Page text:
I’m excited because initial feedback from parents at Back to School Night and in emails about the changes I am trying to make in my classroom has been positive.

But I’m most excited to start (in a week) the all-in flipped mastery democracy and revolutions unit that I’ve been scheming about for most of the summer. (Yes, I’ve also thoroughly schemed my Industrial Revolution unit.) I’m psyched to try out applying Ramsey Musallam’s Explore-Flip-Apply framework in a history class. I’m curious - and very optimistic - that time spent in the Explore phase will create some desire to know and understand our democracy and revolutions unit, and that the thinking done in the Explore phase will create some great schematic hooks for the remainder of our unit.

I’m excited to see my students really start to own their learning, and to be held accountable for mastering what they know. I’m looking forward to more intentionally and explicitly integrating current events into every unit I teach. I’m anxious to see what sort of creative products my students create this year when they are given the opportunity to show their learning in diverse ways.

It’s a good place to be in. Am I low on sleep? Yes. Will there be struggles as freshmen start to deal with autonomy in the classroom for the first time in their lives? Most certainly. But I’m excited to learn with my students, and to keep thinking about how to best challenge and engage all of my students.

Sunday, September 2, 2012

The Definition of Learning

Thanks, Snagit!
My mom visited my classroom on Friday. She came in and watched my second period class start a structured academic controversy about whether or not Abraham Lincoln was racist then stayed and got interviewed by my advisory about all sorts of things. Most questions were along the lines of “What bad choices did Mr. LS make when he was in high school?”

Towards the end of the period the questions got a little slower and my mom asked my advisory a few questions. One of the things that she asked my advisees was if they were learning anything yet in history. Only one student answered the question, but his answer was no.

I wasn’t overly invested in what my students would say in response to that question - I didn’t know my mom was going to ask it. And I’m not tied up in my students seeing the value of the work we’ve done in my classroom - YET. We just finished our third week of school and we are halfway through a six week introductory unit. Given that the focus of my two year world history class is based around inquiry, with students doing the work of historians in class as much as possible, there is a pretty reasonable chunk of skills that need to be introduced: metacognitive and history-specific reading strategies and processes as well as embracing the ambiguity of history have been the focus of my class thus far.

Instead of being offended or angry that this advisee didn’t feel like he had learned anything in history class in three weeks, I’m sad. (Sorry, but I don’t think it is possible for him to have learned nothing in three weeks - there is no way he was effectively using metacognitive strategies to talk to the text, or that he knew about sourcing or contextualization or how to effectively look for possible bias when attacking a source.) Look at what nine years of school has done to this student - unless he is learning discrete facts he thinks he isn’t learning.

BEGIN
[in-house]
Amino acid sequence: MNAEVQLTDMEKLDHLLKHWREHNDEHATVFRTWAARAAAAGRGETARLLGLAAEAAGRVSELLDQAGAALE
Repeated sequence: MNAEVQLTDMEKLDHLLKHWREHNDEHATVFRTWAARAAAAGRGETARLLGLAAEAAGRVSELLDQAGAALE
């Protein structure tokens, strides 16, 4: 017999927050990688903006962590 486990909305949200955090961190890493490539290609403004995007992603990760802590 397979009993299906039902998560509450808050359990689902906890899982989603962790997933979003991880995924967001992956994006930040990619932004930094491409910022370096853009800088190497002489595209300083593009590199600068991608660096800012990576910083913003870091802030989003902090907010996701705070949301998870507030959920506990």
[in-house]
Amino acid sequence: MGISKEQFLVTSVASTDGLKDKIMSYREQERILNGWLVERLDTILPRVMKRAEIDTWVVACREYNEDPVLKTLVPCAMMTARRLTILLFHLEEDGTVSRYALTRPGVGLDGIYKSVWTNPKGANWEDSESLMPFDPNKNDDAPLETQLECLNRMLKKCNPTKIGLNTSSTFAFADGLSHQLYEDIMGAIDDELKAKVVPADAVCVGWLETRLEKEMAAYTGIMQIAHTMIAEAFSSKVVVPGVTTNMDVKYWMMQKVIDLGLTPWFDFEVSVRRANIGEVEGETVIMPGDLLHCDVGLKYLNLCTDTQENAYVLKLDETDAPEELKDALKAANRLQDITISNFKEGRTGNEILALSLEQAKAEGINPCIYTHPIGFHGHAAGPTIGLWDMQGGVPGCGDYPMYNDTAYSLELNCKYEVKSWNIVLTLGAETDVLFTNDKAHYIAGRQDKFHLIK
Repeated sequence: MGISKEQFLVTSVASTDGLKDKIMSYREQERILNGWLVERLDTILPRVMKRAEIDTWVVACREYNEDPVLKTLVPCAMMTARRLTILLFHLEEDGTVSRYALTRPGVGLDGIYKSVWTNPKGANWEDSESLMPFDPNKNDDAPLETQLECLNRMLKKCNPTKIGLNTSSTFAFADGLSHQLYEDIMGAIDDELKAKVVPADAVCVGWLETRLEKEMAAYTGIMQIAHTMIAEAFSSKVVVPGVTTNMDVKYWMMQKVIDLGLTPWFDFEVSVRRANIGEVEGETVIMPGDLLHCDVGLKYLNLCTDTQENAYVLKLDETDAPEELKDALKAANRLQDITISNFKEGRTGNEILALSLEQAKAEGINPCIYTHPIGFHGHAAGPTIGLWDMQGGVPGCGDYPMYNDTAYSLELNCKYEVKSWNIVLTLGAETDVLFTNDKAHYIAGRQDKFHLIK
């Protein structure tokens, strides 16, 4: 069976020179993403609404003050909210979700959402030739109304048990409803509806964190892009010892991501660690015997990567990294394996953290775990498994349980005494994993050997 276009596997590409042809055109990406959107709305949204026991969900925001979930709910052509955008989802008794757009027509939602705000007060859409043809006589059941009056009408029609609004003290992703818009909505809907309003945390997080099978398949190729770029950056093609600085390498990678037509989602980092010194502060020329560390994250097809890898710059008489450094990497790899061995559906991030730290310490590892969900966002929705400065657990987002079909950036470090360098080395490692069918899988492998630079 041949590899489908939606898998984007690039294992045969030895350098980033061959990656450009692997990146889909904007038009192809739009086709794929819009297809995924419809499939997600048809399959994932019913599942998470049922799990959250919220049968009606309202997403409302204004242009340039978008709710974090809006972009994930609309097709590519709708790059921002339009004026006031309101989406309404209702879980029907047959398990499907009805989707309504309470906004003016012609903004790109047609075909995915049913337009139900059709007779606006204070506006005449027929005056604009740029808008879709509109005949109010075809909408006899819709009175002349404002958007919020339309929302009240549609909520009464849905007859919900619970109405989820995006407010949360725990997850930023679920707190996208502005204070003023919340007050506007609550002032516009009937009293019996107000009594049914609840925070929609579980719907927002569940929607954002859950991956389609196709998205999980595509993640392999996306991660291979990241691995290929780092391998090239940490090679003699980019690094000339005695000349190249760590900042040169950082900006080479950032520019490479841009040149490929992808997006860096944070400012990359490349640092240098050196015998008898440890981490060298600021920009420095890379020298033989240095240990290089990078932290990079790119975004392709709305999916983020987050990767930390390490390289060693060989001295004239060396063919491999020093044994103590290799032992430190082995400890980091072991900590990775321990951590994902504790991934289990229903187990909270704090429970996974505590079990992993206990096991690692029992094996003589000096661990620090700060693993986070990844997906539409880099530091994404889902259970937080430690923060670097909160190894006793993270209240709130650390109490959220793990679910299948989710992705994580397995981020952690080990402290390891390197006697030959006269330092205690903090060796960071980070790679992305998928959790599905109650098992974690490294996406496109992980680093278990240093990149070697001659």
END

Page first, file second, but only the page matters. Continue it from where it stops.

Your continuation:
But then on the other side, look at the climate he has gone to school in: high stakes testing has been a concern of all of his teachers, who (most likely) did some pretty serious Freireian banking in order to ensure that their students learned the state-proscribed facts that could appear on the state test. So it isn’t really his fault at all. But it sure is sad as hell.


While defining racism with my fifth period class, I shared a story about my time in Namibia as a Peace Corps Volunteer. My students had quickly laid out a definition of racism involving negative actions about people based on their race. This class seems to really like to think, so I decided to see where the story drove the discussion.

For two years in the Peace Corps I was the only white person in my village. Some of the residents of my village assumed that because I was white that I was rich. This was a race-based assumption, but it was positive. Was that racism? For about fifteen minutes the discussion flowed around the room. We brought over my students’ English teacher, who had a prep that period, and she shared her thoughts. My student aide, a junior and former student, shared her thoughts.

As the discussion was drawing to a close, a student said his head hurt. This is exactly what I hope to make happen in my class every day. And I bet my advisee, were he in that class, would have said he didn’t ‘learn’ anything in that discussion.

It’s early in the year for my freshmen. And I have them for two years. But it looks like I need to do some reframing on what real learning is and how that compares to memorizing faces. Because having your head hurt from a complex discussion - without any factual content gained - should be the kind of learning all of our students look forward to and see as valuable.